IPL 10

The Badshah of KKR: Why Shah Rukh Khan has been the best team owner in the IPL

Despite a rough beginning, King Khan has established a very happy space with the Kolkata Knight Riders over ten seasons of the IPL.

Nine years back, at a Kolkata venue, Shah Rukh Khan stood on the stage and quipped, “You don’t win silver; you lose gold”.

Khan was accompanied by Sourav Ganguly and John Buchanan on that fateful May evening. Now, in 2017, Ganguly and Buchanan have no connection with KKR anymore. The only survivor from that trio is King Khan himself, SRK.

But there has been a perceptible difference. In the early seasons, Shah Rukh Khan was the name and face of brand KKR. He could be spotted in almost every match. He was there in all the hoardings. He was doing ads for the sponsors. Brand SRK was brand KKR.

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In fact, it went further.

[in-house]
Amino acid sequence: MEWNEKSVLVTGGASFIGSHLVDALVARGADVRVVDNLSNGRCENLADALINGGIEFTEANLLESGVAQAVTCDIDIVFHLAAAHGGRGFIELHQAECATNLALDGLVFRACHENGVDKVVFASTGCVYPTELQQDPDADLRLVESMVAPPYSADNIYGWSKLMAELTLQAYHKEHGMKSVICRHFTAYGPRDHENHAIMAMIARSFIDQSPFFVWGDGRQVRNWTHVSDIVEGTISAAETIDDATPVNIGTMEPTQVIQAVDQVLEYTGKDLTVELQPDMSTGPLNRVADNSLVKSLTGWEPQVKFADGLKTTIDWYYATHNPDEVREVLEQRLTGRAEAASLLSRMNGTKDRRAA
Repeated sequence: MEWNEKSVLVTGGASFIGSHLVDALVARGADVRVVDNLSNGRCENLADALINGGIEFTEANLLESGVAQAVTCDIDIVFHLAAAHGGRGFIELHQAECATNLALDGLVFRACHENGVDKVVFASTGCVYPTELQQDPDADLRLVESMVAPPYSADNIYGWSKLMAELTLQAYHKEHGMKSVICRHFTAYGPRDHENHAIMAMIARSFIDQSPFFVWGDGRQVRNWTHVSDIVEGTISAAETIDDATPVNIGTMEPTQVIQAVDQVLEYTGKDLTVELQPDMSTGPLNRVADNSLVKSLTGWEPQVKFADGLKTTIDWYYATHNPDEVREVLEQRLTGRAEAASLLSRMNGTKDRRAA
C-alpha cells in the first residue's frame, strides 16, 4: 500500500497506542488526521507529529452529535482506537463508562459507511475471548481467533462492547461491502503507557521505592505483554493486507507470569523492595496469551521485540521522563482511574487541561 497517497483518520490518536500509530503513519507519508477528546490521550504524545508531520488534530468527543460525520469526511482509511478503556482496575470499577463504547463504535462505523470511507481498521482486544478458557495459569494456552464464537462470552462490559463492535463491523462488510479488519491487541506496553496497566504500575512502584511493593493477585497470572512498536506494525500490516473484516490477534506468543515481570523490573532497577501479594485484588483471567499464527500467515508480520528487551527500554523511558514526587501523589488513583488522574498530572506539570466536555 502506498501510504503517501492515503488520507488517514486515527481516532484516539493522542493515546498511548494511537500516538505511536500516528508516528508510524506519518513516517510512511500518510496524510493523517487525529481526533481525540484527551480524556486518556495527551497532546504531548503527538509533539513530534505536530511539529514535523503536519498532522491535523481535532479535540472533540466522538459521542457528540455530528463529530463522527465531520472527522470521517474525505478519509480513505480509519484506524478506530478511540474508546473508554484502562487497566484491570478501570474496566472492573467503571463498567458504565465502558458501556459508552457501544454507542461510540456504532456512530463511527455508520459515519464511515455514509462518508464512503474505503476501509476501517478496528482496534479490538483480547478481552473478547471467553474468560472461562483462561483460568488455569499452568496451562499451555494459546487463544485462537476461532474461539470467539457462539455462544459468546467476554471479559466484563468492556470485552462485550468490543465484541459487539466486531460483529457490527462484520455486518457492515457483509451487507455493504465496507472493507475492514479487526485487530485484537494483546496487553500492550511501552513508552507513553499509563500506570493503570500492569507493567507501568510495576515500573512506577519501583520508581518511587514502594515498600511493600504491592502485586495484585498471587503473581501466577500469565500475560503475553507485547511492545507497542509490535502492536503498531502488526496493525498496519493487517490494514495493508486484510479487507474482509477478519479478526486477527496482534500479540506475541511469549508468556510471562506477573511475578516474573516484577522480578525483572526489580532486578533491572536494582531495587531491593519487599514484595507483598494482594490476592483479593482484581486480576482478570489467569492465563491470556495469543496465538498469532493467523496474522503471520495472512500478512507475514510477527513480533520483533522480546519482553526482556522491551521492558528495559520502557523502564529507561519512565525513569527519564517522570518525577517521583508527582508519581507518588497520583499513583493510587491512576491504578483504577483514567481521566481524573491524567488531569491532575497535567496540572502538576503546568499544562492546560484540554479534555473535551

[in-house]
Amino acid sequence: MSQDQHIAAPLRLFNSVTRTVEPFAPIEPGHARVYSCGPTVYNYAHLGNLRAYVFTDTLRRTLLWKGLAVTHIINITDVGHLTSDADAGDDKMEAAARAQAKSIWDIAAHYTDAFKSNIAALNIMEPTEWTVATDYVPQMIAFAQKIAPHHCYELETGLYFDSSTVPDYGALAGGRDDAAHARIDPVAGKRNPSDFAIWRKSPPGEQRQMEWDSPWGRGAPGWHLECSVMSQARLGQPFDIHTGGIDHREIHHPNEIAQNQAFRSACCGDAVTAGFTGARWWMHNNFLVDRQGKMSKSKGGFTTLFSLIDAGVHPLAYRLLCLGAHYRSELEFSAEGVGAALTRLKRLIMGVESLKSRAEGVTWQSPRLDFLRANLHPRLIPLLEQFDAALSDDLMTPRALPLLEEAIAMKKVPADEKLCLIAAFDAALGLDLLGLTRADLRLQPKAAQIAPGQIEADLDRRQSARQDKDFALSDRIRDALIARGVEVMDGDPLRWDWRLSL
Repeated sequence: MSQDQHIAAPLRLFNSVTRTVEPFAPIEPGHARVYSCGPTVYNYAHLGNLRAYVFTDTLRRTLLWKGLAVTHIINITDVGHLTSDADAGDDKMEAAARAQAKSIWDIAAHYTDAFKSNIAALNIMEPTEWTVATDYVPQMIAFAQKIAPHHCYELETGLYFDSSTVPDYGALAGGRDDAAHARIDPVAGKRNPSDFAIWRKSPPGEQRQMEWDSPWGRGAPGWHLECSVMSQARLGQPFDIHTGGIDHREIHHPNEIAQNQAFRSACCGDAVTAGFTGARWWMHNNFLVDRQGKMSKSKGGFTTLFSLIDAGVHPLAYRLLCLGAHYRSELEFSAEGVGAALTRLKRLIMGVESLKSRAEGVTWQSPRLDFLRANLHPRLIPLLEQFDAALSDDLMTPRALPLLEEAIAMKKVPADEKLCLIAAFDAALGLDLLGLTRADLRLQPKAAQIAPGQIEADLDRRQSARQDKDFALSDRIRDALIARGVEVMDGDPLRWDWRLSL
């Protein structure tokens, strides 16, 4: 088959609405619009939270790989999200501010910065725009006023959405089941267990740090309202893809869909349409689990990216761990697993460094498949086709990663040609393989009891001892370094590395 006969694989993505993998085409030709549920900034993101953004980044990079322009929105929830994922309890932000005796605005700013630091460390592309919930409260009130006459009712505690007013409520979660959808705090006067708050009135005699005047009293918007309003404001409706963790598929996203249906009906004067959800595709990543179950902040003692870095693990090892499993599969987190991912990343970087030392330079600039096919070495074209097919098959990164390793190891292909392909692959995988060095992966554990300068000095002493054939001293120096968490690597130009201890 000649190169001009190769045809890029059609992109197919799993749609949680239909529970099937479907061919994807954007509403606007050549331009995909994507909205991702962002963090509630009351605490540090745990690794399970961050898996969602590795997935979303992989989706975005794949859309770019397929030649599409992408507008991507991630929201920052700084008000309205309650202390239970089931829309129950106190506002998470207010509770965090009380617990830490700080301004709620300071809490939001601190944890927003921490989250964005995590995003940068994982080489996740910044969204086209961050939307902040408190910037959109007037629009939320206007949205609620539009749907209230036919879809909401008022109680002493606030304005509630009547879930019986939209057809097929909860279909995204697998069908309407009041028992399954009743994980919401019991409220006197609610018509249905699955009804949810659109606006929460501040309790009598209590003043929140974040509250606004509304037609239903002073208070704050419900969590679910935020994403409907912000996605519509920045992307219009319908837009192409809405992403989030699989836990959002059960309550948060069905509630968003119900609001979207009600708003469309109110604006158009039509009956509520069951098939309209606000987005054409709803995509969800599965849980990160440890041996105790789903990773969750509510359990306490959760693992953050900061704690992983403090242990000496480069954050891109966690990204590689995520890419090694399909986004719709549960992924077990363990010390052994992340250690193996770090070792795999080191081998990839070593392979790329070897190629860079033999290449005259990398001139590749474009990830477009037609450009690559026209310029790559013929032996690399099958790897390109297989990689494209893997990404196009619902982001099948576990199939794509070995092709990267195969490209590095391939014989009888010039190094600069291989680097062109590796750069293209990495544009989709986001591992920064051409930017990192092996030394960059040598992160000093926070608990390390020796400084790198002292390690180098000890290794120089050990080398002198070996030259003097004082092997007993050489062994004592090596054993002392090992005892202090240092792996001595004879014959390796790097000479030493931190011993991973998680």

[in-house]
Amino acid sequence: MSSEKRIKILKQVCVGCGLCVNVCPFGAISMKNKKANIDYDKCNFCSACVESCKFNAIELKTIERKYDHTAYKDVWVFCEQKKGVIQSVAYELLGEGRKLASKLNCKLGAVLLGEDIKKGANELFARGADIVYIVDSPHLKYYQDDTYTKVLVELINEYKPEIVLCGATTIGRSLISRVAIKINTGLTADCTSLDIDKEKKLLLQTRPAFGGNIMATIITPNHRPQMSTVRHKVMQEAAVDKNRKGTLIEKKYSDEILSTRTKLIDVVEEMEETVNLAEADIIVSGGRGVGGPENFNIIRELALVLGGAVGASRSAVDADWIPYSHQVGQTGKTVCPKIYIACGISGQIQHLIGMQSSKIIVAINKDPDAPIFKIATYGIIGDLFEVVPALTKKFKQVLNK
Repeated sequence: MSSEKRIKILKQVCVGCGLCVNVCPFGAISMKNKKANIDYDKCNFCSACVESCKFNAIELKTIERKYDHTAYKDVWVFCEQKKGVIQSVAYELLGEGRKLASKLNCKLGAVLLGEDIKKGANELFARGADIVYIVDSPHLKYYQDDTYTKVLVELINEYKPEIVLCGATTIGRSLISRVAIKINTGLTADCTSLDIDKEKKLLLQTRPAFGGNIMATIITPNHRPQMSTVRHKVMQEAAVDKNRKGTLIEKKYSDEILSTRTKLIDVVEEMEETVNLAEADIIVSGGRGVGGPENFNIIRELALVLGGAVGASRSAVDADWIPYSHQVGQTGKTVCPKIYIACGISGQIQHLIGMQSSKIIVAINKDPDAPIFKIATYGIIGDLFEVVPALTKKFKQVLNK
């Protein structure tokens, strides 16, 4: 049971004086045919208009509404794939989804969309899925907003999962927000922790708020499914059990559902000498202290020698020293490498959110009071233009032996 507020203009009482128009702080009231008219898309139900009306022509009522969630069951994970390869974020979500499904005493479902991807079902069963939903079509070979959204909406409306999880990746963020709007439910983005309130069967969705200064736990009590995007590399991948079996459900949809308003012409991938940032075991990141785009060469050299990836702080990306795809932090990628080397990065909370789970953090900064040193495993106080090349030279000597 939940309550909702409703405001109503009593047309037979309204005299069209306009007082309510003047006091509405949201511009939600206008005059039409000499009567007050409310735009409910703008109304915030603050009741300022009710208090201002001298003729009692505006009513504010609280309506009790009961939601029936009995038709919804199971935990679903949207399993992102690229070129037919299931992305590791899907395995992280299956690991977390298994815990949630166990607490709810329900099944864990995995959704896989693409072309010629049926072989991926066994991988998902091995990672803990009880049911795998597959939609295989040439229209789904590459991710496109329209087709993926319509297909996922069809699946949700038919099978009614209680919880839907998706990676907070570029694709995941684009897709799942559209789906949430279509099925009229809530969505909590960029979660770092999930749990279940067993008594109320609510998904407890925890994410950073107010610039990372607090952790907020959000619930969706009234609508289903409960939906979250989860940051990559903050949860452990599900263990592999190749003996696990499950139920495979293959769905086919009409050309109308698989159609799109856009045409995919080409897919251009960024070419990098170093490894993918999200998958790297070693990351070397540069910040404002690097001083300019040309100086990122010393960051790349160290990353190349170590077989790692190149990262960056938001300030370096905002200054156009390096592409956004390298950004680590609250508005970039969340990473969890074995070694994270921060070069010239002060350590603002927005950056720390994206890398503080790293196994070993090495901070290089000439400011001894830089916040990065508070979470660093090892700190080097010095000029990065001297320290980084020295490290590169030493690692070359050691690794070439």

‘Brand KKR to the power of brand SRK’

“It’s brand KKR to the power of brand SRK,” laughed the noted advertising filmmaker, Prahlad Kakkar. It’s a fair point. When the Indian Premier League begun in 2008, Kolkata Knight Riders had Sourav Ganguly as their icon player, a massive draw not just in Kolkata, but across the country. The SRK-Dada combination sizzled in all departments except on the most important one, on the field. The first three years were unhappy times for KKR, plagued by poor results and a troubled team atmosphere.

Then, the Knight Riders made a risky move. They changed their team around and went for Gautam Gambhir, a player who had no perceptible connection with Kolkata till then, in the 2011 auction. The rest, as they say, is history.